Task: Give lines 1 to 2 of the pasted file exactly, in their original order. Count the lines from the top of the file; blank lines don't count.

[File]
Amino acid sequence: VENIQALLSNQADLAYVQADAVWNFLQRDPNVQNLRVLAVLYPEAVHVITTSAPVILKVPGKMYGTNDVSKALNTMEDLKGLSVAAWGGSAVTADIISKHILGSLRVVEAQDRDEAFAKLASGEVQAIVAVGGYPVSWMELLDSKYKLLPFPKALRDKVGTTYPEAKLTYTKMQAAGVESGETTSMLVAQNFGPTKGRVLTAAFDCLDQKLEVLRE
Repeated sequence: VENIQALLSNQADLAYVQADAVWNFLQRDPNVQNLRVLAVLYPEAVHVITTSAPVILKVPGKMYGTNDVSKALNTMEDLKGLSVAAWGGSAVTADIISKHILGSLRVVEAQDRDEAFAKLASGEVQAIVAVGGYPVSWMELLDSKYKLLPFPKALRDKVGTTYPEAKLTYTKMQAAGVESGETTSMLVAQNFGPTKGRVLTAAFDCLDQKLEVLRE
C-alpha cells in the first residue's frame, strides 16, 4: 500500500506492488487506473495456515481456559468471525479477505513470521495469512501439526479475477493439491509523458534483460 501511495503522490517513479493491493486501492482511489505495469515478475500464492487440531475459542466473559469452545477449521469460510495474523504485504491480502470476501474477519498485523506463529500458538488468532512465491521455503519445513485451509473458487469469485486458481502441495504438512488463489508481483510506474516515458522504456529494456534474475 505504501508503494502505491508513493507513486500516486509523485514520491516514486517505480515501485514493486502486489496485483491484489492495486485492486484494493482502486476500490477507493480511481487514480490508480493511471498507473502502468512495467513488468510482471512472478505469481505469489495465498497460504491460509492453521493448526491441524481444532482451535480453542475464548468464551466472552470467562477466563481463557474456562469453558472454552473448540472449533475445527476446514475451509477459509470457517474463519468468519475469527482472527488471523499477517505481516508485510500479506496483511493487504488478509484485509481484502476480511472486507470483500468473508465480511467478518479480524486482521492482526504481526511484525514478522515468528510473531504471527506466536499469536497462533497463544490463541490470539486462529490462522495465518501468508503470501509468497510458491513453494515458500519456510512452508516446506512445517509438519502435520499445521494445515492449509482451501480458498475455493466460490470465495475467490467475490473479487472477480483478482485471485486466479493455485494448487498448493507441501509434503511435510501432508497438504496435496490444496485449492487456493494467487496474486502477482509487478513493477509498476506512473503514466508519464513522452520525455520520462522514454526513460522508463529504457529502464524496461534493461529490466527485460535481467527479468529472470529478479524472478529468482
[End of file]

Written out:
Amino acid sequence: VENIQALLSNQADLAYVQADAVWNFLQRDPNVQNLRVLAVLYPEAVHVITTSAPVILKVPGKMYGTNDVSKALNTMEDLKGLSVAAWGGSAVTADIISKHILGSLRVVEAQDRDEAFAKLASGEVQAIVAVGGYPVSWMELLDSKYKLLPFPKALRDKVGTTYPEAKLTYTKMQAAGVESGETTSMLVAQNFGPTKGRVLTAAFDCLDQKLEVLRE
Repeated sequence: VENIQALLSNQADLAYVQADAVWNFLQRDPNVQNLRVLAVLYPEAVHVITTSAPVILKVPGKMYGTNDVSKALNTMEDLKGLSVAAWGGSAVTADIISKHILGSLRVVEAQDRDEAFAKLASGEVQAIVAVGGYPVSWMELLDSKYKLLPFPKALRDKVGTTYPEAKLTYTKMQAAGVESGETTSMLVAQNFGPTKGRVLTAAFDCLDQKLEVLRE